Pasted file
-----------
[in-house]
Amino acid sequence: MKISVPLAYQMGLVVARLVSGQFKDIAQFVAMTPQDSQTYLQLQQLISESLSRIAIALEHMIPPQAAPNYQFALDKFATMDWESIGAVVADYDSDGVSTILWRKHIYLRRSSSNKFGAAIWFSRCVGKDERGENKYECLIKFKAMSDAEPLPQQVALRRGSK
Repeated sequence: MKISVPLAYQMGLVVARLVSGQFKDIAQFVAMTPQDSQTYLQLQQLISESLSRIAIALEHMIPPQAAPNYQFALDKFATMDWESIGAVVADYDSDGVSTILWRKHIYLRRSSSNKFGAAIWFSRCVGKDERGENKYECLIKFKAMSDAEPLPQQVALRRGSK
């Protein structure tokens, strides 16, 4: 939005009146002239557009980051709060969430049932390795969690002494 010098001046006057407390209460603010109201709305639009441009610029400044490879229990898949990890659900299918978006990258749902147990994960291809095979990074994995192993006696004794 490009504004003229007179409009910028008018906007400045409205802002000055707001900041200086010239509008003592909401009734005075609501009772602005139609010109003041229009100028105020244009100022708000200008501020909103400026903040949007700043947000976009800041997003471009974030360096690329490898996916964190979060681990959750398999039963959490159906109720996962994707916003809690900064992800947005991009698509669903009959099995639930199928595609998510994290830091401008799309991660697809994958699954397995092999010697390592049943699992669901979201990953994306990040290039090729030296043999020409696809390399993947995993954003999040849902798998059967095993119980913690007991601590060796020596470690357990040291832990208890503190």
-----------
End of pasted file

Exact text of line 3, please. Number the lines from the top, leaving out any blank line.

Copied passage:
Repeated sequence: MKISVPLAYQMGLVVARLVSGQFKDIAQFVAMTPQDSQTYLQLQQLISESLSRIAIALEHMIPPQAAPNYQFALDKFATMDWESIGAVVADYDSDGVSTILWRKHIYLRRSSSNKFGAAIWFSRCVGKDERGENKYECLIKFKAMSDAEPLPQQVALRRGSK